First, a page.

As this year comes to an end, I find myself reflecting on change. It’s the one thing in life you can count on. As an artist, the struggle comes from a desire to grow, yet remain true to your original passion. When you take your art and create a business from it, you are always balancing the needs of your client with the needs of the artist. There are compromises and a deep-seated fear to keep it safe. Spend too much time in the safe places and you stop growing.
How many musicians have struggled for decades to get that first album out, a true masterpiece and then struggle with expanding their sound and not lose their audience along the way? Pressured to create more music using the same formula that worked the first time. Some musicians reach past these limits and become legends, icons of talent. Others play it safe and become one hit wonders or put out albums that always sound the same.
Our society is inundated with photographs. Digital photography is giving everyone immediate access to creative imagery and photographers are struggling to define their place in this quickly evolving landscape. All the rules have been thrown out the window and yet the one truth that remains is the transparency of life. The soul of an artist. The dedication and practice of craft.
That’s what fueled my passion when I first picked up a camera and discovered my vision, my voice with images. There were no limits. I was naive perhaps, but the only thing limiting me was myself. I would get lost in the creative process and lose track of time. Finding my way back to that creative place has proved more difficult than I imagined.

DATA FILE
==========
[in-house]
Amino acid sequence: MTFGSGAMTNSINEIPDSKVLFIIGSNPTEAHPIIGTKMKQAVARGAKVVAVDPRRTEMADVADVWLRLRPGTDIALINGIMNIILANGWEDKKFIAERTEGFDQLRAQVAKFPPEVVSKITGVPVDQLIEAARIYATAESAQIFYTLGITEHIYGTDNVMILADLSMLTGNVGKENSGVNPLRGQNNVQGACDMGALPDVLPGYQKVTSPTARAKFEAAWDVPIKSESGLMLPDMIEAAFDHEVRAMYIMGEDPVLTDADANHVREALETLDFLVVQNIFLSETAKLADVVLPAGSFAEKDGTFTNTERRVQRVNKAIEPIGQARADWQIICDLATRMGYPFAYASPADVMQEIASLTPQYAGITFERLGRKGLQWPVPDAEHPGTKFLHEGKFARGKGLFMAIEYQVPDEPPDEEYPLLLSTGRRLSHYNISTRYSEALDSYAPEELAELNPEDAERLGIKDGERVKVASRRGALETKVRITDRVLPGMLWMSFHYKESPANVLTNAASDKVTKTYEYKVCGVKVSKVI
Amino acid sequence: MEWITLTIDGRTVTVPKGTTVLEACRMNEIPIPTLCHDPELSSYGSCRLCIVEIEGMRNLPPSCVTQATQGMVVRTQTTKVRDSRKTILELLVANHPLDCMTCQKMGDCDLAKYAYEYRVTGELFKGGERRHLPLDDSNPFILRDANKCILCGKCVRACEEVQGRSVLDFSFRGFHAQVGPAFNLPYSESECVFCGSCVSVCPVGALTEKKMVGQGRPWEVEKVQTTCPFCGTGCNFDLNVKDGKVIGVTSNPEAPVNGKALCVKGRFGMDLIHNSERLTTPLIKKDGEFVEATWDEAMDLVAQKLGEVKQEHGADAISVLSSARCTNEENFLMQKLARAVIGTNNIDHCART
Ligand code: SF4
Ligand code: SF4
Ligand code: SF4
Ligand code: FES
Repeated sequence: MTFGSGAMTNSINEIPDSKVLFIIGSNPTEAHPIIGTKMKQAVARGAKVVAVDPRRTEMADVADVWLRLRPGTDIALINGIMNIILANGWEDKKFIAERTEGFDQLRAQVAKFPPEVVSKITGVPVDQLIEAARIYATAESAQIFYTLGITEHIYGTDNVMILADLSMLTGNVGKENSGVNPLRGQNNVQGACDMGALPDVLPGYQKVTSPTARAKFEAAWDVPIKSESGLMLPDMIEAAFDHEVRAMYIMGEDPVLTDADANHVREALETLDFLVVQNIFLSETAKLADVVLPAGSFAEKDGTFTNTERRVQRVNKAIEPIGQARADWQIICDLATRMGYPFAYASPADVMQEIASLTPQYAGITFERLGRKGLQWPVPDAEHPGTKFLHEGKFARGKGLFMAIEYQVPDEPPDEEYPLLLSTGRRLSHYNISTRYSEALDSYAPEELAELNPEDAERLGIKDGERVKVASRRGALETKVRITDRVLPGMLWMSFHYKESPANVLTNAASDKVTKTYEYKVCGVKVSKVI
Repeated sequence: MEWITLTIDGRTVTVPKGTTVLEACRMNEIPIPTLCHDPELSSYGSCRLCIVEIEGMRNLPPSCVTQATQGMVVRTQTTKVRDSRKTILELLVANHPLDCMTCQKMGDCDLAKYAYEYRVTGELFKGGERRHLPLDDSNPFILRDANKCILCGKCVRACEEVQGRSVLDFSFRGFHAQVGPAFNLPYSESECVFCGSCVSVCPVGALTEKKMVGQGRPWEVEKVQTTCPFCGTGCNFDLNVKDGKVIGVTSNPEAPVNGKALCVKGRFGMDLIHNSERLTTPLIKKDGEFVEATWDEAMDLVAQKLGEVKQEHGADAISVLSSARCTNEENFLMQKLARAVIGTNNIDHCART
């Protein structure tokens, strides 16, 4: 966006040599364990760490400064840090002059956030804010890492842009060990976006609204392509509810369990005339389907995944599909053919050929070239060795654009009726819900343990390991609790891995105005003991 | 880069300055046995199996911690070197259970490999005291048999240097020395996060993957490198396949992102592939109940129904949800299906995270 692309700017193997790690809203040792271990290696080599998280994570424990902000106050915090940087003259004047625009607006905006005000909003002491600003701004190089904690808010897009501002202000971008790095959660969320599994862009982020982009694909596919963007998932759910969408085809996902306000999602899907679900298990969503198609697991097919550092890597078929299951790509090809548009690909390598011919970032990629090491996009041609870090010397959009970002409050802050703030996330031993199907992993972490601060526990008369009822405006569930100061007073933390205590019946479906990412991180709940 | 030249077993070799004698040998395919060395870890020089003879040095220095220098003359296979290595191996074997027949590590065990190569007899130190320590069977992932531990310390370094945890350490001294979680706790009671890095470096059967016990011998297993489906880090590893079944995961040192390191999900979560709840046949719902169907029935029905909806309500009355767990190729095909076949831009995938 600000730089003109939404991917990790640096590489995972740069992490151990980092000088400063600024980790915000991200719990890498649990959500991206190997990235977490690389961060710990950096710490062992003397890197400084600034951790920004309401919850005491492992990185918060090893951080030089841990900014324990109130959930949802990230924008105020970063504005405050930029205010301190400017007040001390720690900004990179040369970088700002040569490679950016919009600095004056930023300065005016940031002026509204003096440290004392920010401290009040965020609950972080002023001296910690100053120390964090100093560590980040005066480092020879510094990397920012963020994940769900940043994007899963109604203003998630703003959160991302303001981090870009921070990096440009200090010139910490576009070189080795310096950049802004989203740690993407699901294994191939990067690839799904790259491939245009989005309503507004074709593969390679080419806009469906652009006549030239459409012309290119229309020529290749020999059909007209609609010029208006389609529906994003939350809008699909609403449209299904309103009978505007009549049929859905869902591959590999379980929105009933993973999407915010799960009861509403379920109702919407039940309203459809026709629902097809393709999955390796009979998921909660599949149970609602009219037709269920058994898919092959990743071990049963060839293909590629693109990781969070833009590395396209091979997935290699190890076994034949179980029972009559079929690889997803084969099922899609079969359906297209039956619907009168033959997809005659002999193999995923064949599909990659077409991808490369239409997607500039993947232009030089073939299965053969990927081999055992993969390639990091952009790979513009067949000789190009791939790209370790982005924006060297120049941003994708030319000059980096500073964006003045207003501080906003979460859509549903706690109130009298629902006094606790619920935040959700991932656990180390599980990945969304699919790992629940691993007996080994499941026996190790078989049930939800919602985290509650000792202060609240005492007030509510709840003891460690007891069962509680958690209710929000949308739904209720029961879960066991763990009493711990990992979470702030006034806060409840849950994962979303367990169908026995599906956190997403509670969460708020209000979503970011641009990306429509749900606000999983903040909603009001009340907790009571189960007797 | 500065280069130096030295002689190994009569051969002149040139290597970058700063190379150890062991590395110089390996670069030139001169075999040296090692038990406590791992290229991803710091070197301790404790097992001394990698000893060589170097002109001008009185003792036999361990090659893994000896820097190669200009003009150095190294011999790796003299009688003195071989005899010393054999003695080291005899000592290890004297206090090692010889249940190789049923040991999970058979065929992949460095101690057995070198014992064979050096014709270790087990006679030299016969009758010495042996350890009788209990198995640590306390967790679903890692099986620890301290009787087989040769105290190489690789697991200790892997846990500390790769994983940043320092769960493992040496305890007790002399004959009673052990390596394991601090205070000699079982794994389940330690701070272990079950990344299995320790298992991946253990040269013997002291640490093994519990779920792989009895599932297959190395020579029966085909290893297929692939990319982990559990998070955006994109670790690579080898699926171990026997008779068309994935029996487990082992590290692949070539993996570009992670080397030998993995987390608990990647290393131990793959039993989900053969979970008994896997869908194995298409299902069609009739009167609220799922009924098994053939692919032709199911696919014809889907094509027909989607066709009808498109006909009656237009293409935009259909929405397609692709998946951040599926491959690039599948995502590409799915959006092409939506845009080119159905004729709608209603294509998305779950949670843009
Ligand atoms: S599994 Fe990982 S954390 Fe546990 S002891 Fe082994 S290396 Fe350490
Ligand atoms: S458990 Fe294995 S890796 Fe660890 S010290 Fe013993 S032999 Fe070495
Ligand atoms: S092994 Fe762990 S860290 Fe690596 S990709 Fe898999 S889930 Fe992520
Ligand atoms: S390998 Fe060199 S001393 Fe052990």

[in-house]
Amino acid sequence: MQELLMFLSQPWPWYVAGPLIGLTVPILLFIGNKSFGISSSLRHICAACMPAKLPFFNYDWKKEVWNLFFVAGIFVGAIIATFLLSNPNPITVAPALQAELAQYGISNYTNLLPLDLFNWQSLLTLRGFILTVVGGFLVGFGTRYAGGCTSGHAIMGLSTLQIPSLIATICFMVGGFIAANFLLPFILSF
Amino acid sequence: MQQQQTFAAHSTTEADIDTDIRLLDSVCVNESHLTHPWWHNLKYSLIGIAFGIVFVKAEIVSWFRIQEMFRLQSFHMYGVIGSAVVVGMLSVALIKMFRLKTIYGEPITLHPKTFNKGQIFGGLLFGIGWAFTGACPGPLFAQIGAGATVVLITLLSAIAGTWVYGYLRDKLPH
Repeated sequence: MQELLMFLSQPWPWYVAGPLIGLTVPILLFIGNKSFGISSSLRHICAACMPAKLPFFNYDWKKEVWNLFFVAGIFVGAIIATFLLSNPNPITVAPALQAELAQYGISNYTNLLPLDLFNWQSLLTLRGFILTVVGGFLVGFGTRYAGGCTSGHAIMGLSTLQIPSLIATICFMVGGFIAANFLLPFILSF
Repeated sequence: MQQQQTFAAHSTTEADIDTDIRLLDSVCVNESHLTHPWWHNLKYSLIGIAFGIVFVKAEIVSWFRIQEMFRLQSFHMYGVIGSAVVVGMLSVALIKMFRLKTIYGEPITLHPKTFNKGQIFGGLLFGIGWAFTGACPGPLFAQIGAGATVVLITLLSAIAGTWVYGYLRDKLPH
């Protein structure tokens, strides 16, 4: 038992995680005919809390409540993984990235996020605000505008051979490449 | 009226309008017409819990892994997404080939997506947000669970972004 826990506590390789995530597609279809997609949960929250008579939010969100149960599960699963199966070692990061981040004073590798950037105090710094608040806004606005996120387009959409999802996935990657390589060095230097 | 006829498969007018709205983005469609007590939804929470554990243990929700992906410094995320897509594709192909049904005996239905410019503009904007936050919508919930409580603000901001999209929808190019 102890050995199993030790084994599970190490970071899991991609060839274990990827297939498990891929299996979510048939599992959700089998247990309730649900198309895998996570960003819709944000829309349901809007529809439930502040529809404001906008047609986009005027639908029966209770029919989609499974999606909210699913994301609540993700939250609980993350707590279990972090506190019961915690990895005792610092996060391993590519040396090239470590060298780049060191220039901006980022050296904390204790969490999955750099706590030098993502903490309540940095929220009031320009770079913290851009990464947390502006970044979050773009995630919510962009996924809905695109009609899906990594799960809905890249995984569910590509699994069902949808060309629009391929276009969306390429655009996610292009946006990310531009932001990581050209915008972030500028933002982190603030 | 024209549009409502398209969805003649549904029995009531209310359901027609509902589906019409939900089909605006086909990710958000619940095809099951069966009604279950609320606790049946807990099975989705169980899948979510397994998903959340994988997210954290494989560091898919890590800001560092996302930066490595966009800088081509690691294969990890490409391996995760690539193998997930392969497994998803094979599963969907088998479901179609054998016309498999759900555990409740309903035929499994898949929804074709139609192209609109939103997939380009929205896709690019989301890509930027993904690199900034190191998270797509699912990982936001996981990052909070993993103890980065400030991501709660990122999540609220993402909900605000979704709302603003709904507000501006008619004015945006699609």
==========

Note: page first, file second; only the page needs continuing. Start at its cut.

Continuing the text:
From a recent episode of 60 Minutes, I found inspiration from this interview:
Seven years ago Sheikh Mohammed decided what Dubai needed was more waterfront property and beaches for all the tourists who were going to come. Dubai only had 60 miles of coastline and so ordered Sultan Bin Sulayem to create more.
“After two months, I came to him and I showed him this picture, a perspective of an island. He said ‘How much beach is this going to give us?’ I said seven kilometers. He said ‘Why not 70?’ You know he always asks you the impossible. Not what you are able, but what you cannot do,” Sultan Bin Sulayem remembers.
“So, Sheikh Mohammed gave you the land and told you to start building?”
“He gave us the water,” Sultan Bin Sulayem says. “We have to make the land.”
A photographer I admire greatly once told me that when you think you have the shot, stop and turn around—many times the image you are really looking for is directly behind you. It’s important to see things differently and keep growing. Not following the safe, formulaic rut of practiced technique. Take risks, run with scissors and find that passion once again.
May you find yourself surrounded by the warmth of family and friends as we head into a new year. Examine your own life and ask how you’re limiting yourself and break free.